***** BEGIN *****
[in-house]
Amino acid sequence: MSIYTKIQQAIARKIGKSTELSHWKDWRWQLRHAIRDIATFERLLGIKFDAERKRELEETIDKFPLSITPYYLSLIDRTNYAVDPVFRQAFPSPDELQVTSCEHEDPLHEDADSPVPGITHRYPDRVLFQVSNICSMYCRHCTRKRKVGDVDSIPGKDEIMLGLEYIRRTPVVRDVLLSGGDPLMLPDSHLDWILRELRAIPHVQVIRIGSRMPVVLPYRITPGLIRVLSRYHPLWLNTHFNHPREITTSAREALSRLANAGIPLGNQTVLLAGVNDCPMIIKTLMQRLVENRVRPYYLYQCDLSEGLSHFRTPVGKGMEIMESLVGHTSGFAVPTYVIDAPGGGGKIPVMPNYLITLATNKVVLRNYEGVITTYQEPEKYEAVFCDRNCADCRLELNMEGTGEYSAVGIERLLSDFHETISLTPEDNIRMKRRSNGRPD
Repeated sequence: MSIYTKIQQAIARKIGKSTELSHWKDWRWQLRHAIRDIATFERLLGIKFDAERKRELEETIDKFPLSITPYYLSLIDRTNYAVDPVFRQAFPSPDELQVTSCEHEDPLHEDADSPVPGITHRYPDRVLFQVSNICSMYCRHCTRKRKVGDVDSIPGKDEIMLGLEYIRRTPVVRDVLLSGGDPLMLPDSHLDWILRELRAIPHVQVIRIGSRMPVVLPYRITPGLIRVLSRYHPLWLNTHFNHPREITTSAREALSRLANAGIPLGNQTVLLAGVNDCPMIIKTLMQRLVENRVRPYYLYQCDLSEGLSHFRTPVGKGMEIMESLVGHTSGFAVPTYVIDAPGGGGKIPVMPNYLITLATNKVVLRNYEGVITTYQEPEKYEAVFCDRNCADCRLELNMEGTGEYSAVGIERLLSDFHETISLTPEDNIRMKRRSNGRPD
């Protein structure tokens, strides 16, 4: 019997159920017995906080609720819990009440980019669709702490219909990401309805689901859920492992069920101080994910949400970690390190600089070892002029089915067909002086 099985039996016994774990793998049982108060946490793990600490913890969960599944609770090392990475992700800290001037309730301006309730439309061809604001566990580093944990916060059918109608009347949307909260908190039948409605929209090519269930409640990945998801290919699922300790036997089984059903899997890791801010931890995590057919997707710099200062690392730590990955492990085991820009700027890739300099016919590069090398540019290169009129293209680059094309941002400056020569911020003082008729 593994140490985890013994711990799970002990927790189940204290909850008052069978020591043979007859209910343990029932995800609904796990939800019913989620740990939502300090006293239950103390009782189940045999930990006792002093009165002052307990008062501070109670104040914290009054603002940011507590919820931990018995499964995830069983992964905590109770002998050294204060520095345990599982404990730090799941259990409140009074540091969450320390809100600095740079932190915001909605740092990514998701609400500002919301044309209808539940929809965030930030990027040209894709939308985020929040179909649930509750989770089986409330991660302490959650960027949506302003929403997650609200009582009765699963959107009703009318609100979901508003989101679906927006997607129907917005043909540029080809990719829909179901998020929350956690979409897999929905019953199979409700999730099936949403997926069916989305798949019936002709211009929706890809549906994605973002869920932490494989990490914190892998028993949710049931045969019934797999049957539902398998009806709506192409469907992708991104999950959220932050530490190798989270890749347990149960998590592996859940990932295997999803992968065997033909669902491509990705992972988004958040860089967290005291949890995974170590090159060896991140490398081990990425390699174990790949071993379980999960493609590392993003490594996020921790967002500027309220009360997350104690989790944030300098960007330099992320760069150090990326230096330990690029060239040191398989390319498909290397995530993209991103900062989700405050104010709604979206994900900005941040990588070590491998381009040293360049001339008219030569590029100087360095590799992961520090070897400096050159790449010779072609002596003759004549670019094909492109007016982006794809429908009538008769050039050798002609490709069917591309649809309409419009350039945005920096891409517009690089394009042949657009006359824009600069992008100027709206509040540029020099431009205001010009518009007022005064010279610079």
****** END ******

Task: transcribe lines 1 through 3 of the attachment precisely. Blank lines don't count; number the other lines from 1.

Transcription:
[in-house]
Amino acid sequence: MSIYTKIQQAIARKIGKSTELSHWKDWRWQLRHAIRDIATFERLLGIKFDAERKRELEETIDKFPLSITPYYLSLIDRTNYAVDPVFRQAFPSPDELQVTSCEHEDPLHEDADSPVPGITHRYPDRVLFQVSNICSMYCRHCTRKRKVGDVDSIPGKDEIMLGLEYIRRTPVVRDVLLSGGDPLMLPDSHLDWILRELRAIPHVQVIRIGSRMPVVLPYRITPGLIRVLSRYHPLWLNTHFNHPREITTSAREALSRLANAGIPLGNQTVLLAGVNDCPMIIKTLMQRLVENRVRPYYLYQCDLSEGLSHFRTPVGKGMEIMESLVGHTSGFAVPTYVIDAPGGGGKIPVMPNYLITLATNKVVLRNYEGVITTYQEPEKYEAVFCDRNCADCRLELNMEGTGEYSAVGIERLLSDFHETISLTPEDNIRMKRRSNGRPD
Repeated sequence: MSIYTKIQQAIARKIGKSTELSHWKDWRWQLRHAIRDIATFERLLGIKFDAERKRELEETIDKFPLSITPYYLSLIDRTNYAVDPVFRQAFPSPDELQVTSCEHEDPLHEDADSPVPGITHRYPDRVLFQVSNICSMYCRHCTRKRKVGDVDSIPGKDEIMLGLEYIRRTPVVRDVLLSGGDPLMLPDSHLDWILRELRAIPHVQVIRIGSRMPVVLPYRITPGLIRVLSRYHPLWLNTHFNHPREITTSAREALSRLANAGIPLGNQTVLLAGVNDCPMIIKTLMQRLVENRVRPYYLYQCDLSEGLSHFRTPVGKGMEIMESLVGHTSGFAVPTYVIDAPGGGGKIPVMPNYLITLATNKVVLRNYEGVITTYQEPEKYEAVFCDRNCADCRLELNMEGTGEYSAVGIERLLSDFHETISLTPEDNIRMKRRSNGRPD